Defamation / Reputation
Johnson v. Steele
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Closed Contracts Expression
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The Italian Supreme Court upheld a public prosecutor’s appeal against a first instance decision acquitting a journalist of criminal defamation in respect of an article reporting the death of one of the senior members of Cosa Nostra as having rid Sicily of “a great piece of shit”. The Court reasoned that general criticisms of an Italian criminal organization cannot justify the violation of an individual’s human dignity which is protected under Article 2 of the Italian Constitution. In other words, in balancing the conflicting interests at stake, namely freedom of expression and human dignity, the Court considered that human dignity prevailed.
Ms Rosa Pace, widow of Mr Mariano Agate, a senior member of Cosa Nostra sued journalist Rino Giacalone for defamation over an article published after the death her husband in 2013. In the report Giacalone recalled Agate’s criminal past and stated that his death had freed Sicily of “a great piece of shit”. The widow and her sons claimed that the statement violated the deceased’s right to human dignity.
The Court of Trapani acquitted the journalist finding that the right to criticize covered the defamatory statement and did not constitute a violation of human dignity. Indeed, the Court said, that the journalist used such an expression specifically to encourage readers to think about the value system of the Cosa Nostra’s value system.
The public prosecutor of the Court of Trapani appealed the decision directly to the Italian Supreme Court alleging that the court of Trapani had misapplied the criminal law.
The Italian Supreme Court upheld the appeal on the following basis.
Firstly, it said that the right to criticize extends to expression so long as it neither excessive nor unjustified in seeking to convey its message. Therefore, statements that are strong, controversial or hyperbolic will escape liability provided that they are proportionate and used to express a personal opinion. In particular, expression that is used to criticize should not consist of a gratuitous and unjustified attack on another’s reputation. According to both domestic law and the European Court of Human Rights, in balancing the fundamental rights of free speech and the protection of a person’s dignity, it is necessary to consider the purpose behind the statement, namely whether it had a sufficiently close connection to facts or was constituted a gratuitous personal attack.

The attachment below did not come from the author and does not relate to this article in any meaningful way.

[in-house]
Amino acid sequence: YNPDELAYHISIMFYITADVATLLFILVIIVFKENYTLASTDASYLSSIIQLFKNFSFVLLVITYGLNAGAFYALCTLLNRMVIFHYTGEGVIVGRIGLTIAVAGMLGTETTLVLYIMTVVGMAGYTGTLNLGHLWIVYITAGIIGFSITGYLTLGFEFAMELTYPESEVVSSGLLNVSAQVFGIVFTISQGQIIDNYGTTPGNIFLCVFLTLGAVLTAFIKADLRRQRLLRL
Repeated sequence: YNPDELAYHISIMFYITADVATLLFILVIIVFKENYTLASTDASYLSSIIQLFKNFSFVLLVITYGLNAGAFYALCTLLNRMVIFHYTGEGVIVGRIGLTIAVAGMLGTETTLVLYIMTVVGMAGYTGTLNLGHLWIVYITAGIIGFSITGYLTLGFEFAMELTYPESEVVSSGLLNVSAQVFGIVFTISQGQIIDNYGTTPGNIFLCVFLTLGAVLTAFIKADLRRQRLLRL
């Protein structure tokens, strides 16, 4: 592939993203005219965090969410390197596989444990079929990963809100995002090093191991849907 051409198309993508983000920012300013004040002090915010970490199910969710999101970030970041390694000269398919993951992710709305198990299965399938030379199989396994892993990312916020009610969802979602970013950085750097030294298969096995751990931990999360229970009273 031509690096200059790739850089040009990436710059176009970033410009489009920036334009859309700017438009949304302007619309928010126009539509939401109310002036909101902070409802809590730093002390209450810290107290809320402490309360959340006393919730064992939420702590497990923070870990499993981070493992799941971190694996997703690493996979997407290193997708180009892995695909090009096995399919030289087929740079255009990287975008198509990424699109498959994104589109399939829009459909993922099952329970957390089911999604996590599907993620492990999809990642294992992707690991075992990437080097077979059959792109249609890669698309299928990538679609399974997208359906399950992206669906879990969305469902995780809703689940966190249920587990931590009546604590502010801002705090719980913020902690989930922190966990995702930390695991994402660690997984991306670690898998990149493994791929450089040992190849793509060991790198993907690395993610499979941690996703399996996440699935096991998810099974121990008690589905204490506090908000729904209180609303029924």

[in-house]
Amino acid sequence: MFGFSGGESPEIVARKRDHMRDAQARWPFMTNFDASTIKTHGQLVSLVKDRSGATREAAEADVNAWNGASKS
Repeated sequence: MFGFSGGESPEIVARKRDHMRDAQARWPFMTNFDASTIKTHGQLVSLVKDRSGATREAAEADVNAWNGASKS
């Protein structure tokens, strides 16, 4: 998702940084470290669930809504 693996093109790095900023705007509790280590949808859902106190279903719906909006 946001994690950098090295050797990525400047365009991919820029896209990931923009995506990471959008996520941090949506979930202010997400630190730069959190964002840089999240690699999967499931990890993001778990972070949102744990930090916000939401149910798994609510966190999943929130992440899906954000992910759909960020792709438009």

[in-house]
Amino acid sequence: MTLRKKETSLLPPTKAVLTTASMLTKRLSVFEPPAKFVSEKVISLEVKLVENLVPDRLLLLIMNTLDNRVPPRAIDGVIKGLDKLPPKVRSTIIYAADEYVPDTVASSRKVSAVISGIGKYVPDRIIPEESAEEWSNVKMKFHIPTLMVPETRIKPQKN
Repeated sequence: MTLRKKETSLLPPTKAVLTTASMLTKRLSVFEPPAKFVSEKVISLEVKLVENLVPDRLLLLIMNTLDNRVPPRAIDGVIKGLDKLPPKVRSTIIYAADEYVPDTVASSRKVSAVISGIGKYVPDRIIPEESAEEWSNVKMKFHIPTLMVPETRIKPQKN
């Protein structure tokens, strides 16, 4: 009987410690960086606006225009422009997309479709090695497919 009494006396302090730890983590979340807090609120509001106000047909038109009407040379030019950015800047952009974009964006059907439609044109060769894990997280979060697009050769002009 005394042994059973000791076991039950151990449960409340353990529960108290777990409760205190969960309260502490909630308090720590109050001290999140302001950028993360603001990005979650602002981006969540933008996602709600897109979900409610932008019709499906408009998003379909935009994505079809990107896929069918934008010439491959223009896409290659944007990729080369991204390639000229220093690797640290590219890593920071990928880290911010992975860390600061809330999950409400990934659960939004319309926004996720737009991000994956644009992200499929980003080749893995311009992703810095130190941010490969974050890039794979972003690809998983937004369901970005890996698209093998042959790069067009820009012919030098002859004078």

The Court said that this assessment was linked to the purpose of the communication and to the specific context in which the expression is used but that it was also necessary to take into account its content. Justified criticisms need to respect a human dignity as provided by article 2 of the Italian Constitution: some expression is objectively offensive and, therefore, unacceptable in any context, except in cases in which such expression is justified in the context of a joke. Expressions which “dehumanize” the victim are objectively detrimental to reputation, such as those which compare humans to things, animals or concepts commonly considered repugnant, obscene, or disgusting like excrement.
The Supreme Court said that everyone had the the right to human dignity and that the general purpose pursued by the journalist could not justify the violation of a fundamental interest of the individual in question even if such individual was the author of brutal crimes.
Moreover, the Italian Supreme Court considered it irrelevant that the reference to excrement when describing Cosa Nostra had its genesis in a famous statement of a well-known Italian victim murdered by the Mafia, who had used it to emphasize the organization’s ability to undermine the basis of civil society. The Court said that this argument did not go to the issue in the case because in using the quote to refer to just one individual of the criminal organization the journalist changed its whole meaning. As a result, the statement violated the essence of human dignity. The Italian Supreme Court also pointed out that one of the aims of Italy’s legal system is to re-educate criminals as provided by article 27, paragraph 3 of the Italian Constitution, even those who belong to a bloody criminal organization,
For these reasons, the Court annulled the decision of the Court of Trapani and referred the case to the Court of Appeal of Palermo.
Decision Direction indicates whether the decision expands or contracts expression based on an analysis of the case.
The decision of the Italian Supreme Court contracts freedom of expression because it imposes limits on the right to criticize in order to protect human dignity. However, the decision should be read in the context of the European Court of Human Rights’ jurisprudence on the protection of fundamental rights which is based on balancing conflicting interests on a case-by-case basis.
Global Perspective demonstrates how the court’s decision was influenced by standards from one or many regions.
Case significance refers to how influential the case is and how its significance changes over time.
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